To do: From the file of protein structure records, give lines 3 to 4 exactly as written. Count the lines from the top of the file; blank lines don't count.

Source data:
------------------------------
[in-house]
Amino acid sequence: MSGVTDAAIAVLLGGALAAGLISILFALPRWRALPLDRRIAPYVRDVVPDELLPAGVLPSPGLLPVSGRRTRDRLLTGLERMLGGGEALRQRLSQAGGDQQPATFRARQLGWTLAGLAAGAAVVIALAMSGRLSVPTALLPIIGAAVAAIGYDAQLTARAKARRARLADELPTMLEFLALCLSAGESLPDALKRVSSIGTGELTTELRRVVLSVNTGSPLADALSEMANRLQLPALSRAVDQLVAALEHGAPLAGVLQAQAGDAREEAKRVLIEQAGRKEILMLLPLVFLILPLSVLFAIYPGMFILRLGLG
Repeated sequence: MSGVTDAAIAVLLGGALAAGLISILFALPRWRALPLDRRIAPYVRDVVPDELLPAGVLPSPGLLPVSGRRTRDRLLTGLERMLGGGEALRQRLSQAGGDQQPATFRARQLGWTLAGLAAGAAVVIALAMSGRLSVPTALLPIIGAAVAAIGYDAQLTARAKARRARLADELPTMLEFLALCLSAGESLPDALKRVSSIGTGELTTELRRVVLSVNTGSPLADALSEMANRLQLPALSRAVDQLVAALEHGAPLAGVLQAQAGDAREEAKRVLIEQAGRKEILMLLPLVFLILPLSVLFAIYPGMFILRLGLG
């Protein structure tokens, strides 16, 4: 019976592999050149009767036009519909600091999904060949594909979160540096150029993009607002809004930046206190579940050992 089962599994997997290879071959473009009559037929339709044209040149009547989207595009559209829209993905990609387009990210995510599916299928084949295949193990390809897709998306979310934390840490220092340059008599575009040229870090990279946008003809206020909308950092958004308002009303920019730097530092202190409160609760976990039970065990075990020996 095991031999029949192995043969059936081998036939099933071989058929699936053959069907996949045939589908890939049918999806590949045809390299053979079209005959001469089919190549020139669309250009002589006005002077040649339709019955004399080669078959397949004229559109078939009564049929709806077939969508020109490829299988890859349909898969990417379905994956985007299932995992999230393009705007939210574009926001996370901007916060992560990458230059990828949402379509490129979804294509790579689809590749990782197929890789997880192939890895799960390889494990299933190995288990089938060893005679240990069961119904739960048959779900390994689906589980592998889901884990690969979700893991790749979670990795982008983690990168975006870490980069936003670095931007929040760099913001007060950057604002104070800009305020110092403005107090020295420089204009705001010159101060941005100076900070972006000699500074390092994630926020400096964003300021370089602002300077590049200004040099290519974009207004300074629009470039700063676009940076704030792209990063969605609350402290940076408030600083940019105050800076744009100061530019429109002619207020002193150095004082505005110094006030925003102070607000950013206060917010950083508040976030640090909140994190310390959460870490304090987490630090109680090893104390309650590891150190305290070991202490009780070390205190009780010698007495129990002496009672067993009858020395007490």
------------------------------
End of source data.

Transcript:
Repeated sequence: MSGVTDAAIAVLLGGALAAGLISILFALPRWRALPLDRRIAPYVRDVVPDELLPAGVLPSPGLLPVSGRRTRDRLLTGLERMLGGGEALRQRLSQAGGDQQPATFRARQLGWTLAGLAAGAAVVIALAMSGRLSVPTALLPIIGAAVAAIGYDAQLTARAKARRARLADELPTMLEFLALCLSAGESLPDALKRVSSIGTGELTTELRRVVLSVNTGSPLADALSEMANRLQLPALSRAVDQLVAALEHGAPLAGVLQAQAGDAREEAKRVLIEQAGRKEILMLLPLVFLILPLSVLFAIYPGMFILRLGLG
């Protein structure tokens, strides 16, 4: 019976592999050149009767036009519909600091999904060949594909979160540096150029993009607002809004930046206190579940050992 089962599994997997290879071959473009009559037929339709044209040149009547989207595009559209829209993905990609387009990210995510599916299928084949295949193990390809897709998306979310934390840490220092340059008599575009040229870090990279946008003809206020909308950092958004308002009303920019730097530092202190409160609760976990039970065990075990020996 095991031999029949192995043969059936081998036939099933071989058929699936053959069907996949045939589908890939049918999806590949045809390299053979079209005959001469089919190549020139669309250009002589006005002077040649339709019955004399080669078959397949004229559109078939009564049929709806077939969508020109490829299988890859349909898969990417379905994956985007299932995992999230393009705007939210574009926001996370901007916060992560990458230059990828949402379509490129979804294509790579689809590749990782197929890789997880192939890895799960390889494990299933190995288990089938060893005679240990069961119904739960048959779900390994689906589980592998889901884990690969979700893991790749979670990795982008983690990168975006870490980069936003670095931007929040760099913001007060950057604002104070800009305020110092403005107090020295420089204009705001010159101060941005100076900070972006000699500074390092994630926020400096964003300021370089602002300077590049200004040099290519974009207004300074629009470039700063676009940076704030792209990063969605609350402290940076408030600083940019105050800076744009100061530019429109002619207020002193150095004082505005110094006030925003102070607000950013206060917010950083508040976030640090909140994190310390959460870490304090987490630090109680090893104390309650590891150190305290070991202490009780070390205190009780010698007495129990002496009672067993009858020395007490």